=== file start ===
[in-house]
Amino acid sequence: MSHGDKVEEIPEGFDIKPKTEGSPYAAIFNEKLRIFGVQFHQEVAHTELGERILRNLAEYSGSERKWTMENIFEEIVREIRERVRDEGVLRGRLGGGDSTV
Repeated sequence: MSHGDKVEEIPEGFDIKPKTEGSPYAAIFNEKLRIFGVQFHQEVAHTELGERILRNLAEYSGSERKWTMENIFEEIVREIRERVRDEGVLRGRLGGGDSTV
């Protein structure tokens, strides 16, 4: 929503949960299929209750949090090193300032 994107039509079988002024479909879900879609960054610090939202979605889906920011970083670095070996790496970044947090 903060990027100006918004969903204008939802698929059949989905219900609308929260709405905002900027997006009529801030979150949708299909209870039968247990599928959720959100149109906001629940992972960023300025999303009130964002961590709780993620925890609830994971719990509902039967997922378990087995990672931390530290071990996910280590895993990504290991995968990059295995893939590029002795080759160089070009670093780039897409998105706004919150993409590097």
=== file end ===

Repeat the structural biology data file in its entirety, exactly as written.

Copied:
[in-house]
Amino acid sequence: MSHGDKVEEIPEGFDIKPKTEGSPYAAIFNEKLRIFGVQFHQEVAHTELGERILRNLAEYSGSERKWTMENIFEEIVREIRERVRDEGVLRGRLGGGDSTV
Repeated sequence: MSHGDKVEEIPEGFDIKPKTEGSPYAAIFNEKLRIFGVQFHQEVAHTELGERILRNLAEYSGSERKWTMENIFEEIVREIRERVRDEGVLRGRLGGGDSTV
């Protein structure tokens, strides 16, 4: 929503949960299929209750949090090193300032 994107039509079988002024479909879900879609960054610090939202979605889906920011970083670095070996790496970044947090 903060990027100006918004969903204008939802698929059949989905219900609308929260709405905002900027997006009529801030979150949708299909209870039968247990599928959720959100149109906001629940992972960023300025999303009130964002961590709780993620925890609830994971719990509902039967997922378990087995990672931390530290071990996910280590895993990504290991995968990059295995893939590029002795080759160089070009670093780039897409998105706004919150993409590097």